Tuesday, 26 November 2013

Barn Hunting for Beginners Part II: The Art of the Ethnographic Interview

Barn hunting may be done (although I have only just discovered two barns I missed in my survey, so my declaration was premature), but my work as the barn hunter is far from finished. Surveying season is over, but interviewing season is now just underway.
My project is an ethnographic analysis of barns, rather than a purely architectural study. A bare bones definition of ethnography from the online Merriam-Webster dictionary states: ":  the study and systematic recording of human cultures; also :  a descriptive work produced from such research." Thus, my barn research does not end with counting, photographing, classifying and observing the structure of the barns. In fact, I believe that was only preliminary research. The ethnographic part, which consists mainly of interviews, is where the real story begins. 

Like any other skill, learning to be a good interviewer is a process of learning from others, reading about how it's done, and a lot of trial and error. I have a lot of experience interviewing people, since I once worked as a newspaper reporter. But ethnographic interviews are a bit different. Last year in my graduate field school in Keels, Newfoundland, I learned a lot of new skills about how to conduct interviews properly. For starters, remember that an ethnographic interview (which can also be called an oral history interview) is not necessarily just for your own reference, but could end up being a historical record available for posterity. So with that in mind, here is my quick and dirty and not in any particular order manual to the art of the interview. 

1. Get the best audio recorder you can afford and learn how to use it properly
There's all sorts of fancy audio recording technology out there, many of it running in the thousands of dollars range. I can't afford that, but it is important to get the best recorder you can afford. Do not use your cell phone, thinking it will be "good enough." You never know where your recording will end up: archives, radio, television. So don't cheap out. I learned this important lesson from Dr. Guha Shankar of the American Folklife Centre, and he is an expert who seriously knows his stuff. The same goes for photography and/or videography. Ideally with an interview you will use external mics, but I really couldn't afford that much equipment. I bought a basic model of a respectable audio recorder brand, and I learned how to use it.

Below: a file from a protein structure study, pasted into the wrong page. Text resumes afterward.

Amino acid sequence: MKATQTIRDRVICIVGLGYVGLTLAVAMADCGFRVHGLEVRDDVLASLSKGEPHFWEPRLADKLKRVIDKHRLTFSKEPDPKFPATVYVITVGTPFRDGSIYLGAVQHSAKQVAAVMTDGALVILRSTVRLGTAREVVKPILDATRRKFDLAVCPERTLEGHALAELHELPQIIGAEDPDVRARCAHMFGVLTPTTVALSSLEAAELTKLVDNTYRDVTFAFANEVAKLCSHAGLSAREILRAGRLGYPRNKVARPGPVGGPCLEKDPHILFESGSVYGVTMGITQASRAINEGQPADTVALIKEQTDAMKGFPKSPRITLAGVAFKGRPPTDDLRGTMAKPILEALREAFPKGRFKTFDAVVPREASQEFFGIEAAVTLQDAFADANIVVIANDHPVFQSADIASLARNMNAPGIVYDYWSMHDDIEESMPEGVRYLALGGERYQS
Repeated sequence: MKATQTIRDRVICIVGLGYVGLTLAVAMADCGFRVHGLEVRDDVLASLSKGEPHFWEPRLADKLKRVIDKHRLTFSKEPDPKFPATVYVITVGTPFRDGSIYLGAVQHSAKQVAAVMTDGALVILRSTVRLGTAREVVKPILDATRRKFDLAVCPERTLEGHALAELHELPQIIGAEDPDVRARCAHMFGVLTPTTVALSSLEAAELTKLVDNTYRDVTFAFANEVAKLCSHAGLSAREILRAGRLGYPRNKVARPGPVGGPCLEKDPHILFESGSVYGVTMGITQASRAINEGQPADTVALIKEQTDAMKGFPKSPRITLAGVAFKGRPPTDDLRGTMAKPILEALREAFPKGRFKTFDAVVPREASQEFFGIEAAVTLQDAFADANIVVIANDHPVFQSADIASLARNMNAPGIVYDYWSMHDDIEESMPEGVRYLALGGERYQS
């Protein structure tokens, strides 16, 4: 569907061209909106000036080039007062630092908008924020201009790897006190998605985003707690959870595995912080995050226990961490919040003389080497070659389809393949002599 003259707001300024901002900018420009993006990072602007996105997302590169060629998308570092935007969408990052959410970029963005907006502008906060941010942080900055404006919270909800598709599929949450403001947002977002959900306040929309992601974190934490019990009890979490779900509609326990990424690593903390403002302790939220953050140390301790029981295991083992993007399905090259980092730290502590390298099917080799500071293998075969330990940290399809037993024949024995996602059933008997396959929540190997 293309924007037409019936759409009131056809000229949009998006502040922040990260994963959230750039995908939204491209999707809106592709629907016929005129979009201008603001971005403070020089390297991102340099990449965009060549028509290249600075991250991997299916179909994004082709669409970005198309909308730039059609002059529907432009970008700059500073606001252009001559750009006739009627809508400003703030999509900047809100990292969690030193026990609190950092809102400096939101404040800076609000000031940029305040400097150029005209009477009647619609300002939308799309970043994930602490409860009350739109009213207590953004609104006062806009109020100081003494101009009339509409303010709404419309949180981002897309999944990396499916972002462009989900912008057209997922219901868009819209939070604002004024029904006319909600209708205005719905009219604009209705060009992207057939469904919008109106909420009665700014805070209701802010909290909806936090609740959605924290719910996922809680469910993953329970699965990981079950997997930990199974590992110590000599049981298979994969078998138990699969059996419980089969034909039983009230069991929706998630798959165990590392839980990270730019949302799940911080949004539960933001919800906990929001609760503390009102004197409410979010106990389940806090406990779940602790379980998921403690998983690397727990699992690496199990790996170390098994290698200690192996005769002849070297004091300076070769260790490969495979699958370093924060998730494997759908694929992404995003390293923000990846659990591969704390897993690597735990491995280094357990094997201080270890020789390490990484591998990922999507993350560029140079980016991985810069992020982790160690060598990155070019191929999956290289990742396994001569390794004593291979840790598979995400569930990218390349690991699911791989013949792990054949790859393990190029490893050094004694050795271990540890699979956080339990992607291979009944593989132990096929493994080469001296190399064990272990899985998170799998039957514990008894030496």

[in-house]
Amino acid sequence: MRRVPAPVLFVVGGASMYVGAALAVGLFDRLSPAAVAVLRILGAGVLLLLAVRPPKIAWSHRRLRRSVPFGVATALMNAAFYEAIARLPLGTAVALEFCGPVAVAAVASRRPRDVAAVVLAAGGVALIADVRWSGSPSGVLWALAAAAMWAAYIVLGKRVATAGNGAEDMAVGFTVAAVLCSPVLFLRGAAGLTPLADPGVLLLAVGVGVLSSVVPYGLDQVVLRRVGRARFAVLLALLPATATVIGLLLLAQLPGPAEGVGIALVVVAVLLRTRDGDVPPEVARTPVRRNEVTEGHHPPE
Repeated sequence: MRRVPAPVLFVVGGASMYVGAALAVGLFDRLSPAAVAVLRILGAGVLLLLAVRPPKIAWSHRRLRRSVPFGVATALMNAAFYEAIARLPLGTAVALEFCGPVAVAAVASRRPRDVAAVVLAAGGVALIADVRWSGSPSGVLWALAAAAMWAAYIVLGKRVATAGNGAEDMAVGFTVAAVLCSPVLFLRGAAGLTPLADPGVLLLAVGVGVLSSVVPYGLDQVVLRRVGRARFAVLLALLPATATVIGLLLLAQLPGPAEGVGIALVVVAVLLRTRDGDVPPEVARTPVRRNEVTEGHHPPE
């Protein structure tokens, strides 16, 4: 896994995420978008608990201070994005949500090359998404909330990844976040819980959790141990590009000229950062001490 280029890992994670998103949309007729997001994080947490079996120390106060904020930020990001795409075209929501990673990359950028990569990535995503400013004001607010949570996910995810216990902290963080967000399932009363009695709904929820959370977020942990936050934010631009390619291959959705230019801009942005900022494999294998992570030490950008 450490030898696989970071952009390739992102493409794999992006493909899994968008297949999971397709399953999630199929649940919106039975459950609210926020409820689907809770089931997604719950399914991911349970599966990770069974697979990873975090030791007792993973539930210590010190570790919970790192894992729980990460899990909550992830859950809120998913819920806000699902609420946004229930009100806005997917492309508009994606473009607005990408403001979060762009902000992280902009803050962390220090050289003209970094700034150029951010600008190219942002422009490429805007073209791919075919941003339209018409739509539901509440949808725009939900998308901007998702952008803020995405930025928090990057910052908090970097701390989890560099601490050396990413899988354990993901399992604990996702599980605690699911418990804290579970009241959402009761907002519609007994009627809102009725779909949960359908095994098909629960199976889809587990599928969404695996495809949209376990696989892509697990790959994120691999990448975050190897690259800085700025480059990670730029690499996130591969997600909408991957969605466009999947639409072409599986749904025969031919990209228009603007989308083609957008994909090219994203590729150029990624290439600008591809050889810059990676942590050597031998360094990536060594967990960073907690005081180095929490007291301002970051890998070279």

My friend the Tascam DR-05, available from Amazon and other purveyors of electronics.

- Read the manual and test it out with yourself several times from different angles and at difference settings to be comfortable with it. It's embarrassing to be fumbling around with your equipment at an interview, so figure it out before it gets to that point. 
- Always record in the highest quality (.wav vs. .mp3 for example). It will take up more space, so always promptly upload the files onto your computer and then back it up religiously. Losing an interview is devastating. 
- Always bring extra batteries. ALWAYS. 

2. The interview is not about you. Be a good listener. 
The first time I ever heard a recording of an interview I'd done with an informant, I almost died of humiliation. Seriously, my face heated up to dangerous temperatures. I was constantly interrupting my informant (this is how we in Folklore commonly refer to the people we are interviewing) with little anecdotes of my own, finishing their sentences for them, and generally being a loser. Your job as the interviewer is to stimulate conversation, and then to let the informant talk. Keep your own commentary to a bare minimum. Trust me, the first time you hear yourself on tape, you will vow never to speak again in an interview. 

3. Don't be an interrogator. Keep it as casual as possible. 
I used to go into every interview with a long list of questions. This is fine, but I found that it distracted me too much and sometimes distracted the informant. Now, I just take in a short list of keyword reminders. I still prepare for the interview and think about what I most want to know, but I'm not married to a sheet of questions. Start out with a few basic questions and you will usually find that the conversation spins off in all sorts of directions. Let it. Many times the most important information to come out in an interview will not be in response to a question you had, but will naturally emerge from the memories of the informant. 

4. Brief the informant before the recorder is turned on
Sometimes the audio recorder can be like an elephant in the room. Conversation is going great, the informant is a fountain of knowledge, and then suddenly you bring out the recorder and the temperature suddenly drops in the room. Recorders can make people a bit nervous, so be as casual as possible. Never record without the informant knowing. Breaking trust is not only a shady move, but is unethical in situations like these. See #5. Explain what sorts of ground you want to cover in the interview and let them know that if they ever want the recorder turned off, you will do immediately. Don't ever break that promise. 

5. Obtain oral or written consent before beginning the interview 
As a university student, I am required to pass a rigorous ethics review before beginning my research, and this includes drawing up an informed consent form which informants must sign before the interview begins. The form basically ensures that both parties know why the data is being collected and what is to be done with it. In my case, this includes obtaining permission to use the data in my thesis, on this blog, and to submit it to the archives. There were lots of shady ethnographers in the past who collected data from people and then used it for their own advantage without ever obtaining permission. That was totally lame and made lots of people suspicious and rightly so. 

6. Enjoy the process. People want to tell you their stories.